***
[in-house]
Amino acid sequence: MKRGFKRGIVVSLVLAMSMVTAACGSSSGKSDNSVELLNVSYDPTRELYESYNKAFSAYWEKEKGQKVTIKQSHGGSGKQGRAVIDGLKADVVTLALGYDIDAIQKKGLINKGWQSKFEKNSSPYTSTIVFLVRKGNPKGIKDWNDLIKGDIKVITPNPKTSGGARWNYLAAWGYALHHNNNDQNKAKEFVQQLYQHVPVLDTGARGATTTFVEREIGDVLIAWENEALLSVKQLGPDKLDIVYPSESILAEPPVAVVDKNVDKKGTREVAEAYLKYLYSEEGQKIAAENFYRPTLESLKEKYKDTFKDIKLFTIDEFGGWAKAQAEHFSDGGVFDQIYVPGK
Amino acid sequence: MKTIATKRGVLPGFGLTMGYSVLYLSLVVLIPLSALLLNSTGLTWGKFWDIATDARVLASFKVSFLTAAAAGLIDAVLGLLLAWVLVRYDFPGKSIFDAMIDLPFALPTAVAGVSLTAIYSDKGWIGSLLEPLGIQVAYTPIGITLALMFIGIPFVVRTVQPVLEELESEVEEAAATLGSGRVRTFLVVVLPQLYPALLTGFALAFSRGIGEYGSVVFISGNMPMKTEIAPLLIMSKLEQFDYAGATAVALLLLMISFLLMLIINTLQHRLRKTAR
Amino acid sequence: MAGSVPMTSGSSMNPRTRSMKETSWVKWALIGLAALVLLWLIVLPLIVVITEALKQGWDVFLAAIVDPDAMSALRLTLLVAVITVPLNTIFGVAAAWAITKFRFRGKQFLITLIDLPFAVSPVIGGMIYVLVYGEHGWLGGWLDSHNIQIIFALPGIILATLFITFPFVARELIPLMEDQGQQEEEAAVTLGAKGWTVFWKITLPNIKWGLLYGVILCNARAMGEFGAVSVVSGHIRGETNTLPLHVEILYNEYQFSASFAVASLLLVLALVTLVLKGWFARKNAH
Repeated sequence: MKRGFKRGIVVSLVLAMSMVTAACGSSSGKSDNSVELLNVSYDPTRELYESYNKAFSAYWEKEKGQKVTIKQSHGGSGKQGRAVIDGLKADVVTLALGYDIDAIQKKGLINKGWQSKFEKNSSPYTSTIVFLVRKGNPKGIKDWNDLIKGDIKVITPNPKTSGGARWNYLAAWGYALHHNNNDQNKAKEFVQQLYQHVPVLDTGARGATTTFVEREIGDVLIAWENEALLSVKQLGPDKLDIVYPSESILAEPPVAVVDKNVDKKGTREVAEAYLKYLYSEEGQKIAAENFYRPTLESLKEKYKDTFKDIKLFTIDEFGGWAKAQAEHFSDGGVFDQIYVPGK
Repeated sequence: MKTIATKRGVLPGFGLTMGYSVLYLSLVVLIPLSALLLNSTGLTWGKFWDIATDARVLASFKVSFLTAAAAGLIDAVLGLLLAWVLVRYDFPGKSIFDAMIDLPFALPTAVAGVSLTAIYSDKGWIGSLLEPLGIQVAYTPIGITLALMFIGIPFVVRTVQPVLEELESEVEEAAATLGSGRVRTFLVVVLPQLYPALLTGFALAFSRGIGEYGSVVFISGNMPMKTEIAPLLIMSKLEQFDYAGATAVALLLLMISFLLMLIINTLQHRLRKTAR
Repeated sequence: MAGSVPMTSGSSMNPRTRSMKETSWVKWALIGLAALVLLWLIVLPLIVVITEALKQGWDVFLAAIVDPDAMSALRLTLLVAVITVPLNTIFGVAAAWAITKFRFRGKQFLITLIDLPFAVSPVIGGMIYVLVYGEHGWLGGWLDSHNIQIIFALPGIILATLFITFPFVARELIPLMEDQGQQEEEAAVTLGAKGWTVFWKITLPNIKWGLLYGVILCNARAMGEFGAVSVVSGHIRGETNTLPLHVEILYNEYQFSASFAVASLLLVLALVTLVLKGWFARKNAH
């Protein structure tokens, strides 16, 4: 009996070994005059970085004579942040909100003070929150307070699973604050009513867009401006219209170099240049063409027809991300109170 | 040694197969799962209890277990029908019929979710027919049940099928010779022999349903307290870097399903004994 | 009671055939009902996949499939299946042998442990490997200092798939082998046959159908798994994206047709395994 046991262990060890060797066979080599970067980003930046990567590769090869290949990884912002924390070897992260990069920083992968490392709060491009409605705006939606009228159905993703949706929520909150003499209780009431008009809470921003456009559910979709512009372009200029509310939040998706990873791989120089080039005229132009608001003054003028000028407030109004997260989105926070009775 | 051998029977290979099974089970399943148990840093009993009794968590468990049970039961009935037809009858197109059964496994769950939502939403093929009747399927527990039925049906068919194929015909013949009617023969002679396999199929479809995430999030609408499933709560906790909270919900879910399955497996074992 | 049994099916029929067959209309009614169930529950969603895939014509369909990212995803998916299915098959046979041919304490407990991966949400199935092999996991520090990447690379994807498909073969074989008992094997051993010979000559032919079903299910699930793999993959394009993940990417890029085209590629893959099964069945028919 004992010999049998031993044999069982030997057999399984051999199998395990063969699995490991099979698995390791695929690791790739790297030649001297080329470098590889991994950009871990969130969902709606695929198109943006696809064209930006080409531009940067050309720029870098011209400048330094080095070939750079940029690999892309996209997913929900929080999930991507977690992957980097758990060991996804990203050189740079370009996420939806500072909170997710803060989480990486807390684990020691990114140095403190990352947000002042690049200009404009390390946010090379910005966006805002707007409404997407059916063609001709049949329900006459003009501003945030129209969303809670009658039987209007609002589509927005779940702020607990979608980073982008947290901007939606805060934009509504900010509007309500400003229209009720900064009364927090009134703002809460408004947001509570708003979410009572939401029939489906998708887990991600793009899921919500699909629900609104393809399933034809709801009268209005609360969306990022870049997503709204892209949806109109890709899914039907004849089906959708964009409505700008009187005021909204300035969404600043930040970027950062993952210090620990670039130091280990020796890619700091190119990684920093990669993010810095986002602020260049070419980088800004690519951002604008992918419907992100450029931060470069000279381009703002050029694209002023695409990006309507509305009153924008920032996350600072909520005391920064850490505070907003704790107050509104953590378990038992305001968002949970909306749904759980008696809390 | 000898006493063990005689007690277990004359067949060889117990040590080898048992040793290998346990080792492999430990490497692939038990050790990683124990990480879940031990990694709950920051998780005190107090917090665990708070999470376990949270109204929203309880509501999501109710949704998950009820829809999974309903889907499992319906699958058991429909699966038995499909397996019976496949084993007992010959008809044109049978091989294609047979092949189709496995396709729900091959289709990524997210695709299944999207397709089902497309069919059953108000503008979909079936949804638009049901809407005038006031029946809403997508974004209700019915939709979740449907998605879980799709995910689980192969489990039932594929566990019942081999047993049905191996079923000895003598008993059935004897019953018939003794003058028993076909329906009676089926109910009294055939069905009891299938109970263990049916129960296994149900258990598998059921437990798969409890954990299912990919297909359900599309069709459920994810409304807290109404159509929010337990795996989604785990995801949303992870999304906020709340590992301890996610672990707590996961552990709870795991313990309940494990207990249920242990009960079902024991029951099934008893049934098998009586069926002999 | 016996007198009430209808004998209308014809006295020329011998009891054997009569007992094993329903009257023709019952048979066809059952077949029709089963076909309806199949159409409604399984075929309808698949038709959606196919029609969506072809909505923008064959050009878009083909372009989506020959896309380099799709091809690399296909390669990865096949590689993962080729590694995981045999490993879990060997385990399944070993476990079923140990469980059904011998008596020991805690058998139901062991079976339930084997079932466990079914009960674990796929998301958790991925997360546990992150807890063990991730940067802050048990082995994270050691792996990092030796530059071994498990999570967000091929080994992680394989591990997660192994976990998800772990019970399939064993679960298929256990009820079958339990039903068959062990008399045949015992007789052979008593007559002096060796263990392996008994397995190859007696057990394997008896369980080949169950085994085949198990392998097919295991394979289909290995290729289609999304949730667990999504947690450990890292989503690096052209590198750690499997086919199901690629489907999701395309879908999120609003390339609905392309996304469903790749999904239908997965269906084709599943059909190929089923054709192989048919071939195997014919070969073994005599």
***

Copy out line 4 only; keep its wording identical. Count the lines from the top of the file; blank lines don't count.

Amino acid sequence: MAGSVPMTSGSSMNPRTRSMKETSWVKWALIGLAALVLLWLIVLPLIVVITEALKQGWDVFLAAIVDPDAMSALRLTLLVAVITVPLNTIFGVAAAWAITKFRFRGKQFLITLIDLPFAVSPVIGGMIYVLVYGEHGWLGGWLDSHNIQIIFALPGIILATLFITFPFVARELIPLMEDQGQQEEEAAVTLGAKGWTVFWKITLPNIKWGLLYGVILCNARAMGEFGAVSVVSGHIRGETNTLPLHVEILYNEYQFSASFAVASLLLVLALVTLVLKGWFARKNAH